For many years, Paul has been read as saying that the Jews were saved by works under the Law of Moses, but Christians are now saved by faith. And Paul certainly wrote extensively on law versus faith in Gal and Rom. But recent scholarship has concluded that we’ve badly misread the NT.
First, we’ve assumed that the dispensations – Abrahamic (or Patriarchal), Mosaic, and Christian – each repeal and replace the previous dispensation. This teaching largely comes from the study notes in the Scofield Study Bibles sold beginning in the 19th Century. In the Churches of Christ, many were converted by use of the Jule Miller filmstrips, which taught Scofield’s dispensational theory. Even those not converted using the filmstrips likely saw them in Bible class.
Scofield was, of course, correct to note the series of dispensations and that God’s relationship with his people changed in each one. But he failed to realize that the old covenants weren’t so much repealed as fulfilled and transformed by God over time. In fact, the NT is quite clear that we are saved today under the terms of God’s covenant with Abraham. This is the point of Gal 3 and Rom 4. It’s also clear that the Jews under Moses were also saved by faith due to the promises given to Abraham. Paul makes this point in Rom 4 and Eph 3, and it’s especially clear in the “rollcall of the faithful” in Heb 11, which repeatedly declares that the heroes of the OT were saved by their faith. We will cover these passages shortly.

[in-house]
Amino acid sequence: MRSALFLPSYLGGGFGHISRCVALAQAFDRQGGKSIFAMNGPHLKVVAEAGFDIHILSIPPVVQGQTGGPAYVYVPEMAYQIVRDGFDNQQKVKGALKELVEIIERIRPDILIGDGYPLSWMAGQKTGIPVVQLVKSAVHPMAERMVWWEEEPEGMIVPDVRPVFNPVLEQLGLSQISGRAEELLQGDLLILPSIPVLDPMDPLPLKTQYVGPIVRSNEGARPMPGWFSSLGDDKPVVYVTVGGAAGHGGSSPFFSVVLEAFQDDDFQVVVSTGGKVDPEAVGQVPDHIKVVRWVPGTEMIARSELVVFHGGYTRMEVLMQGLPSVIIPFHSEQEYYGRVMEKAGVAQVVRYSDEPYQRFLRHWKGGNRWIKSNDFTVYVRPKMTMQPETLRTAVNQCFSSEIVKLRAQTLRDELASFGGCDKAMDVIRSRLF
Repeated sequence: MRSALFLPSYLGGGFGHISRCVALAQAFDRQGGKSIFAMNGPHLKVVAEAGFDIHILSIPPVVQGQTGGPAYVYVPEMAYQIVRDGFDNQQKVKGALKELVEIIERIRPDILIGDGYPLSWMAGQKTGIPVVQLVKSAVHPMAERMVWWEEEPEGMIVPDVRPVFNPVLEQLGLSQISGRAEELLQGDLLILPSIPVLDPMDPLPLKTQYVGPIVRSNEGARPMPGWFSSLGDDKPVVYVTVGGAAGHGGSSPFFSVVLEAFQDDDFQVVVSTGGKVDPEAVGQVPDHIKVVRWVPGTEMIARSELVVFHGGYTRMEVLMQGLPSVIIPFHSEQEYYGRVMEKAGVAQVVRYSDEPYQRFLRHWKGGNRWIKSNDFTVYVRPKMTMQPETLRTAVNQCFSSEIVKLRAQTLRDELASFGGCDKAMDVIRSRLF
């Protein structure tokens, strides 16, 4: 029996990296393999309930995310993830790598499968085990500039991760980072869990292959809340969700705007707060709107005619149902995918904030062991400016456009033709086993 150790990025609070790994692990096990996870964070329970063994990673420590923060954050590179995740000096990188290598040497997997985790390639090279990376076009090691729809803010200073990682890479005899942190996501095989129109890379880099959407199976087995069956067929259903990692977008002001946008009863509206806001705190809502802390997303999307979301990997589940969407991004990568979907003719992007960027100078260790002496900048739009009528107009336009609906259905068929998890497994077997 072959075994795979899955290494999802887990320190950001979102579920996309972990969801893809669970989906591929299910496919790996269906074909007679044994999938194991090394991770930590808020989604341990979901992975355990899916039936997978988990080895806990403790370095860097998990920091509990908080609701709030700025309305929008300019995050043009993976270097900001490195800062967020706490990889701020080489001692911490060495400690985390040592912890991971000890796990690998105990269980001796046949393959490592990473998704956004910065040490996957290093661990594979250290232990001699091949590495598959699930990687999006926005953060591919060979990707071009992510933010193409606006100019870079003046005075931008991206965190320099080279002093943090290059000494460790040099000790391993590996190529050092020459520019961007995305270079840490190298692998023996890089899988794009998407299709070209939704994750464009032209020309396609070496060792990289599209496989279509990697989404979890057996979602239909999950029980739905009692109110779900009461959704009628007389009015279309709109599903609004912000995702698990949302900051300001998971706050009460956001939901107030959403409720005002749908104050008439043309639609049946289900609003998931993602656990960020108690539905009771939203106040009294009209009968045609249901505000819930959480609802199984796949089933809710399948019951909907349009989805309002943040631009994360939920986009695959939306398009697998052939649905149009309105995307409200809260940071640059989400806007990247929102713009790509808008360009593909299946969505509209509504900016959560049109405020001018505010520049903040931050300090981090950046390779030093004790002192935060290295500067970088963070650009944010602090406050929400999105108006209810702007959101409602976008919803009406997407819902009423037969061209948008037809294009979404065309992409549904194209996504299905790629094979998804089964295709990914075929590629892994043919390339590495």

Second, this means we misread the Gospels when we assume that Jesus is repealing the Law of Moses and legislating new laws. Rather, Jesus is often explaining how the Torah (Law of Moses) should have been understood by the Jews all along or else anticipating the fulfillment of some of these commands through the cross. But he’s not legislating.
For example, in Matthew, Jesus twice quotes Hos 6:6,
(Matt 9:13 ESV) “Go and learn what this means, ‘I desire mercy, and not sacrifice.’ For I came not to call the righteous, but sinners.”
(Matt 12:7 ESV) “And if you had known what this means, ‘I desire mercy, and not sacrifice,’ you would not have condemned the guiltless.”
Hosea predates Jesus by hundreds of years. His point is not “The rules are changing” but “You’ve misunderstood God for centuries”!